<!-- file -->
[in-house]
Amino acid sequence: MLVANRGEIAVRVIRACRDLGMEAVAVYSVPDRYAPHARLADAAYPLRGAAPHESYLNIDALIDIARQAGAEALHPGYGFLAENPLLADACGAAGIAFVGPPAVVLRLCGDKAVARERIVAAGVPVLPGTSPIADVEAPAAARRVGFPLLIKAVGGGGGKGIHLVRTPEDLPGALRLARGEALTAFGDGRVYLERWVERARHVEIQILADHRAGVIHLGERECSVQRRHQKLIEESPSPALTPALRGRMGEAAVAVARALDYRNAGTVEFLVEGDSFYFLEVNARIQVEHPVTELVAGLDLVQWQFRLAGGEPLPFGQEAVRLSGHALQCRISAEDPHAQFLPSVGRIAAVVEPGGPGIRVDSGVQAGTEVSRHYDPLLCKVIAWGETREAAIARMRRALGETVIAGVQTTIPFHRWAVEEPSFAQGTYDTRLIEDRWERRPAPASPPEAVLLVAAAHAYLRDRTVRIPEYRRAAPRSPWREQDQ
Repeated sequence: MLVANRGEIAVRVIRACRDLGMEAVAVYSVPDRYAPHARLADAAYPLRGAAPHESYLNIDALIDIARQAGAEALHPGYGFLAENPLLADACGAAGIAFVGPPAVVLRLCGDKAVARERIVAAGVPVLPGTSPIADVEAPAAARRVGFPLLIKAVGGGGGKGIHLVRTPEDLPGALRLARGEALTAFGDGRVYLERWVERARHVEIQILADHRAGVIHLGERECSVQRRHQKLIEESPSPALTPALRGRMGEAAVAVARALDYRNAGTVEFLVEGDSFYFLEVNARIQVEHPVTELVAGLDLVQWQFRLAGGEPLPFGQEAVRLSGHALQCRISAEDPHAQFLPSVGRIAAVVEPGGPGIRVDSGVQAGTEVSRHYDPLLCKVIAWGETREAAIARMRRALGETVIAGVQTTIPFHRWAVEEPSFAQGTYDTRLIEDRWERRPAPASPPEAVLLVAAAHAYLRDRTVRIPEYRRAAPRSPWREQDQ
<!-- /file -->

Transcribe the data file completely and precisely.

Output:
[in-house]
Amino acid sequence: MLVANRGEIAVRVIRACRDLGMEAVAVYSVPDRYAPHARLADAAYPLRGAAPHESYLNIDALIDIARQAGAEALHPGYGFLAENPLLADACGAAGIAFVGPPAVVLRLCGDKAVARERIVAAGVPVLPGTSPIADVEAPAAARRVGFPLLIKAVGGGGGKGIHLVRTPEDLPGALRLARGEALTAFGDGRVYLERWVERARHVEIQILADHRAGVIHLGERECSVQRRHQKLIEESPSPALTPALRGRMGEAAVAVARALDYRNAGTVEFLVEGDSFYFLEVNARIQVEHPVTELVAGLDLVQWQFRLAGGEPLPFGQEAVRLSGHALQCRISAEDPHAQFLPSVGRIAAVVEPGGPGIRVDSGVQAGTEVSRHYDPLLCKVIAWGETREAAIARMRRALGETVIAGVQTTIPFHRWAVEEPSFAQGTYDTRLIEDRWERRPAPASPPEAVLLVAAAHAYLRDRTVRIPEYRRAAPRSPWREQDQ
Repeated sequence: MLVANRGEIAVRVIRACRDLGMEAVAVYSVPDRYAPHARLADAAYPLRGAAPHESYLNIDALIDIARQAGAEALHPGYGFLAENPLLADACGAAGIAFVGPPAVVLRLCGDKAVARERIVAAGVPVLPGTSPIADVEAPAAARRVGFPLLIKAVGGGGGKGIHLVRTPEDLPGALRLARGEALTAFGDGRVYLERWVERARHVEIQILADHRAGVIHLGERECSVQRRHQKLIEESPSPALTPALRGRMGEAAVAVARALDYRNAGTVEFLVEGDSFYFLEVNARIQVEHPVTELVAGLDLVQWQFRLAGGEPLPFGQEAVRLSGHALQCRISAEDPHAQFLPSVGRIAAVVEPGGPGIRVDSGVQAGTEVSRHYDPLLCKVIAWGETREAAIARMRRALGETVIAGVQTTIPFHRWAVEEPSFAQGTYDTRLIEDRWERRPAPASPPEAVLLVAAAHAYLRDRTVRIPEYRRAAPRSPWREQDQ